Wednesday, September 23, 2009

Visualize Success! How to Write Back Cover Copy

Many of us unpublished writers have a dose of humility and a smattering of self-consciousness.

I am here to tell you with visualizing your book on the shelf, which is visualizing back cover copy, to knock that shit off.

Your back cover copy is about selling your writing.

Your back cover copy is about enticing a reader to buy your book.

Your back cover copy is competition. You are competing for the hard-earned dollar of an honored reader.

If you cannot write a back cover copy for your book, give it up. I am totally serious. Don’t give up witting if that is what you enjoy, but give up selling your book. You must own this process. Back cover copy is what constitutes the majority of your query. Back cover copy  is what you put on your website. The back cover copy  is your illicit lover. The back cover copy is fairy dust you snort when the pixies aren’t looking.

If you are on the publishing path, you have to want it. You have to want it real bad. You have to look at your significant other one evening, and think, “I could make bedroom eyes here. Or I could write.” You dream about your book. You go to the bookstore, and look at where your book would be, memorizing the author to the left of the book and to the right. You have pretend conversations with the characters in your book.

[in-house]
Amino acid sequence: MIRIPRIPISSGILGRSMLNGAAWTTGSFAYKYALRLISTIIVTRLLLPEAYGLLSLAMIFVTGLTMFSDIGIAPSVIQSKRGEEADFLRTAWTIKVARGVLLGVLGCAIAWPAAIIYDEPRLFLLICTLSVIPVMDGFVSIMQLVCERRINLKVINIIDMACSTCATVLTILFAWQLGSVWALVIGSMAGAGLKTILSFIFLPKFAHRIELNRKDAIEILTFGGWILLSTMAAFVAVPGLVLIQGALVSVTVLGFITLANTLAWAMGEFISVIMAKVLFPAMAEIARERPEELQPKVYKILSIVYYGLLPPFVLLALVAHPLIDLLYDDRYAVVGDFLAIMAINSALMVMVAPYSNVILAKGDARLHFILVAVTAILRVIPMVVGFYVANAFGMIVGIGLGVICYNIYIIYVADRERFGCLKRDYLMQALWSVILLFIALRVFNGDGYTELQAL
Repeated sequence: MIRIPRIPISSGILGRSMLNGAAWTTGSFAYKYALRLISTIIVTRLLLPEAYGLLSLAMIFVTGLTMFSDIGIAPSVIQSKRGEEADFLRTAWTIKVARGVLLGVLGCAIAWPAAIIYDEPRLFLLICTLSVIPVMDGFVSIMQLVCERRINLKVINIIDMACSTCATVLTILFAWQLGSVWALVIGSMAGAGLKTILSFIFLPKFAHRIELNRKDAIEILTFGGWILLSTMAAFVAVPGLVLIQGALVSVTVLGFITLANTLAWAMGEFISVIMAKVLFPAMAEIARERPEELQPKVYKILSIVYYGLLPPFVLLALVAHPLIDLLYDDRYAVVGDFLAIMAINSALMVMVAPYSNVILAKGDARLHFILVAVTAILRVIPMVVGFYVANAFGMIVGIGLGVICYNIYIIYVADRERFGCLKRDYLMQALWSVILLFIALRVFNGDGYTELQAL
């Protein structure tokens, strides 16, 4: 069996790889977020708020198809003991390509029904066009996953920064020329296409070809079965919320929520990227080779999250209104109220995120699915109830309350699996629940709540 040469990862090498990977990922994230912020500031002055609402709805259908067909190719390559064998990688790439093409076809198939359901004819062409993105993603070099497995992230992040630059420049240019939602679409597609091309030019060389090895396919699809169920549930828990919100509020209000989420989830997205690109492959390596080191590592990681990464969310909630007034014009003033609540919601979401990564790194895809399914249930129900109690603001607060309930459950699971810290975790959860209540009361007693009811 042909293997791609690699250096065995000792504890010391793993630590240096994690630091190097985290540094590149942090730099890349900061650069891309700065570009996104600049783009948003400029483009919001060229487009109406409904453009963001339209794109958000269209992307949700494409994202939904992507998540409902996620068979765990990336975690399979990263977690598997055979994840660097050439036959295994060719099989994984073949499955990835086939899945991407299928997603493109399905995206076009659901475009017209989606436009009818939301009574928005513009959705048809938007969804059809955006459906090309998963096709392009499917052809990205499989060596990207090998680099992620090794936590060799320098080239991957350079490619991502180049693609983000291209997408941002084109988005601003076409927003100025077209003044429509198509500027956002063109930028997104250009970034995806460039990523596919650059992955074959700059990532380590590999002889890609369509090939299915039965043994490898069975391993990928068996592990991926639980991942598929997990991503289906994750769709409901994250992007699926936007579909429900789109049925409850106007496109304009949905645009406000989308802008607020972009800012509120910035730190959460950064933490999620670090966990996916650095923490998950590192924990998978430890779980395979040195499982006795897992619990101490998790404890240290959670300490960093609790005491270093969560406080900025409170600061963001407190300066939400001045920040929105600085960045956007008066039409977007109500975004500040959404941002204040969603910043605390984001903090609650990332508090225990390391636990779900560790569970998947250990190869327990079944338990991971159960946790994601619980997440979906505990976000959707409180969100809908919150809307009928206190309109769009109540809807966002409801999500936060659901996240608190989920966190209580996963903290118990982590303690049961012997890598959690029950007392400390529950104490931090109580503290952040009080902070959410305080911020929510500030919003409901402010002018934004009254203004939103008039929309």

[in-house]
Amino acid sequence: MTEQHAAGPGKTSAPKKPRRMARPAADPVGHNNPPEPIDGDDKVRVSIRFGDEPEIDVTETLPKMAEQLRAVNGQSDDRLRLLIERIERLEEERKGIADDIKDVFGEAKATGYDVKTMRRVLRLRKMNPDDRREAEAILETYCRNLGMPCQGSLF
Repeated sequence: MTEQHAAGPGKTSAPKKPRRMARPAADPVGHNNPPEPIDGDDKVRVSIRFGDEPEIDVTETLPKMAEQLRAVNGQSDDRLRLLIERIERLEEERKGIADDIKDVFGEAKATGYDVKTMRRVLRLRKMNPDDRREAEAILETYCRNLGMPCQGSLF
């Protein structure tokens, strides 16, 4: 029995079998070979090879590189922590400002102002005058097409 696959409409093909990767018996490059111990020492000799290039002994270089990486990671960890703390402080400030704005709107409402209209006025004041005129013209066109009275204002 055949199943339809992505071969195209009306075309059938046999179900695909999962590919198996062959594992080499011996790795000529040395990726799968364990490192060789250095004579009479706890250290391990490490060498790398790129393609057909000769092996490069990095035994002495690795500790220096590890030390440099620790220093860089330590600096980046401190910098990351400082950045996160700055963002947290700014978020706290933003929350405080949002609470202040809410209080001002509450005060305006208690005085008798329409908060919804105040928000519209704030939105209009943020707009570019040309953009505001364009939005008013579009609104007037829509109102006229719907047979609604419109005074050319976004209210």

If you don’t want it that bad, this post is not for you. That ego that you check at the door while read’n da blogs? Ya, go get it. I’ll wait.

(la la la, la la la)

Alrighty then. By the way, I am smoking a cigar, sipp'n Congnac, and wearing a Glock 19 while writing this. That’s how ego I went here, folks. It doesn’t get any more MAN than that.

Rawr!

Let’s take it by steps.

Step One: Determine the type of book. Do you envision your book selling as a hardback or paperback out of the gate? For this exercise, we are going to use Hardcover. Because that’s my dream.

Step Two: Find a book, preferably someone else’s, that you don’t particularly like. In this case, we’re going to use Twilight. My wife’s copy. Sorry, honey. Behold! The actual book:


Please ignore the Nikon speed light flashback from the ceiling. I could not remember how to dial it down a notch to give a uniform lighting.


Step Three: Find the dimensions of this book. In this case, 8.2 x 5.9 x 1.7 inches (I got this from Amazon). We’re not interested in the thickness of the book (1.7 inches). For this exercise, girth doesn’t matter.

Step Four: Go into Word, or some other word processor, and under the Page Setup option, choose the Paper tab and change the height and width to the book height and width.